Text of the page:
Last night, Ian O’Connor posted a column about the Brady Flat Balls scandal. It’s the sort of meat-head nonsense you get from sports columnists these days. The thing is, it contains a lie that has now been obscured with careful editing. The current opening graph is this:
Under his oversized ski cap, Tom Brady could not hide from the fact he was convicting himself in the court of public opinion. The quarterback of the New England Patriots admitted that footballs pumped up to 12.5 pounds per square inch are “a perfect fit for me,” yet swore he did not notice a difference in the AFC Championship Game when most of the balls had significantly less pressure.
The original paragraph and the basis for his entire rants read this way:
Under his oversized ski cap, Tom Brady could not hide from the fact he was convicting himself in the court of public opinion. The quarterback of the New England Patriots admitted that footballs pumped up to 12.5 pounds per square inch are “a perfect fit for me,” yet swore he did not notice a difference in the AFC Championship Game when the balls weighed two pounds lighter.
If you read the comments, people caught it quickly and mercilessly mocked the idiot for not understanding grammar school science. This guy actually thought footballs weighed 12.5 pounds, one pound of weight for every pound of air pressure. Therefore, a fully deflated football would weigh zero and float away.
I’ve had experience with sports reporters in press boxes and interview rooms. Most reporters are surprisingly obtuse. Sports reporters are uncommonly stupid. The only skill they possess is a willingness to spend their lives on the road watching ball games. That and the ability to avoid noticing anything prohibited. These are the same people who failed to notice the use of steroids in baseball, when it was obvious to most fans.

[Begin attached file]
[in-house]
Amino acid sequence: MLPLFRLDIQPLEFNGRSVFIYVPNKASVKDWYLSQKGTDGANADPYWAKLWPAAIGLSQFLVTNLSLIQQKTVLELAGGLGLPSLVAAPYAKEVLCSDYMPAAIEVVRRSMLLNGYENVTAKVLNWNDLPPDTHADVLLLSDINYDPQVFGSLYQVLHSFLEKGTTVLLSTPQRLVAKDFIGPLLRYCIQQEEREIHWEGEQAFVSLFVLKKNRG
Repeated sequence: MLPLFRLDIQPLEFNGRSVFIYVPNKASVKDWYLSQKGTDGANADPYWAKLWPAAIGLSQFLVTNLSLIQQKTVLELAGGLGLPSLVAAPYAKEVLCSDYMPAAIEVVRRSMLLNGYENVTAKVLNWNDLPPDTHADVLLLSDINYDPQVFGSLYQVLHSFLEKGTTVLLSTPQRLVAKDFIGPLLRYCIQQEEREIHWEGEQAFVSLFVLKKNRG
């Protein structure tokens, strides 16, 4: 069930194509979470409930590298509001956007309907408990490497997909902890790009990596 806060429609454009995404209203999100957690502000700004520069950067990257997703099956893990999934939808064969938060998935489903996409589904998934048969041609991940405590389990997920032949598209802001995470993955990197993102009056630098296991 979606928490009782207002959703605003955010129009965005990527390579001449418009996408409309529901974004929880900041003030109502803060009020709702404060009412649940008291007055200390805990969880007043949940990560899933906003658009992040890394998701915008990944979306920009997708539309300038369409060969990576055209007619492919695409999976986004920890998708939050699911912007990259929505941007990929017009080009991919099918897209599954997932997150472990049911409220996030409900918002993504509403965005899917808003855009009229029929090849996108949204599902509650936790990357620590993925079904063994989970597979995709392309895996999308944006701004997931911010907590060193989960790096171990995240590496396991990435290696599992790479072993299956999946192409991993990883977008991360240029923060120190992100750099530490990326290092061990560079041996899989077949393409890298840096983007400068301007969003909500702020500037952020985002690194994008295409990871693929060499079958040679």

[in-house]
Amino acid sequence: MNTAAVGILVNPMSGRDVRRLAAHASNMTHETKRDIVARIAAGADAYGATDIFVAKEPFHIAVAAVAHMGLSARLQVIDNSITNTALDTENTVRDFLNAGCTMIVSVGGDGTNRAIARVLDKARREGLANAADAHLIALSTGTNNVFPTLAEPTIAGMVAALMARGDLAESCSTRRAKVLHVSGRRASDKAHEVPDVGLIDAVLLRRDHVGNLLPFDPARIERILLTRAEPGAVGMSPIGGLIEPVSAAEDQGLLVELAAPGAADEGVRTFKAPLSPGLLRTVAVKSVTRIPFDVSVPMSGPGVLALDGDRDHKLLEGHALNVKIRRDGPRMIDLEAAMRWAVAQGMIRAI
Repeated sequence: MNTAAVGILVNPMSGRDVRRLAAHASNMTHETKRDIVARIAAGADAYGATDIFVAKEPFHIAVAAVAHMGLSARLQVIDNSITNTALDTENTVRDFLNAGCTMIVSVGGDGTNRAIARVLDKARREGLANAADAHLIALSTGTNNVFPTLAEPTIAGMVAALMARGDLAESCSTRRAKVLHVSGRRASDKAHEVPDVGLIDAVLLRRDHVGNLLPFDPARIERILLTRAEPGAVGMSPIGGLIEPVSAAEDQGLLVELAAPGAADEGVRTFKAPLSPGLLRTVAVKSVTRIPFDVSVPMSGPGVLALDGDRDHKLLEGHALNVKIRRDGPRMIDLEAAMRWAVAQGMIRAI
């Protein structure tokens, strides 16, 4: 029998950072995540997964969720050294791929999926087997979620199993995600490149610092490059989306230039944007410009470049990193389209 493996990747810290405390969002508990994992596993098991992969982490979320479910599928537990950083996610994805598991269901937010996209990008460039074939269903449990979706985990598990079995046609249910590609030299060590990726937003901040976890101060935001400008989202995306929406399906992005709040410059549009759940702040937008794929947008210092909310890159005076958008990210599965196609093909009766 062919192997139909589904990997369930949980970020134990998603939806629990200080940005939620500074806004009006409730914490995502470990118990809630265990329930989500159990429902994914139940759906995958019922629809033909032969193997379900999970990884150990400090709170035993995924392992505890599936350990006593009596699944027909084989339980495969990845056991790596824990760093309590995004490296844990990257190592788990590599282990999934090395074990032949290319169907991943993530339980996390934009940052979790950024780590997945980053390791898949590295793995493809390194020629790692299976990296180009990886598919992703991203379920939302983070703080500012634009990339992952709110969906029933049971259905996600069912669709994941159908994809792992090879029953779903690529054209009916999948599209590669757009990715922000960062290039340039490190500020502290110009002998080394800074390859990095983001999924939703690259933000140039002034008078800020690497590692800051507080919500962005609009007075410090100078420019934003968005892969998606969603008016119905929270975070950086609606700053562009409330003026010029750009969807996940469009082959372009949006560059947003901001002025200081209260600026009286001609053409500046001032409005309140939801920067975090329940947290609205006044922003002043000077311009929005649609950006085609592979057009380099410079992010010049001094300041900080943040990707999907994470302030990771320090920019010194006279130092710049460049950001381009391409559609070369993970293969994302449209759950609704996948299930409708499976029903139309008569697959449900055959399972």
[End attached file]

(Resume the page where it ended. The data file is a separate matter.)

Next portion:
The other thing with this story worth noting is that Ian O’Connor pretends to be an intellectual on TV. Television is entertainment so all of the chattering skulls play a role, like comedians. Larry the Cable Guy is not actually a cable guy and his accent is entirely contrived, along with his act. O’Connor pretends to be the cerebral guy on the stage, despite having a two-digit IQ.
The difference between a comedian and the fake intellectual is the former is honest, while the latter is dishonest. Pretending to be an accountant, dispensing advice for a fee lands you in prison for fraud. Pretending to be an accountant on a news program, dispensing advice for a fee wins you an Emmy. The parade of fake military experts is a good example of how lucrative fraud is on television.
The reason stupid people, like Ian O’Connor, are so common in the news business is narrative journalism. The news business has been dominated by the Cult for decades. Instead of reporting the facts of a story, it is a race to jam the facts into the narrative, which is always based on some left-wing fable.
O’Connor embraces this philosophy and flatters his bosses by pretending to be an intellectual, who embraces their philosophy. That means rising quickly to the top.
Multiply this a million times and you have the modern American news media.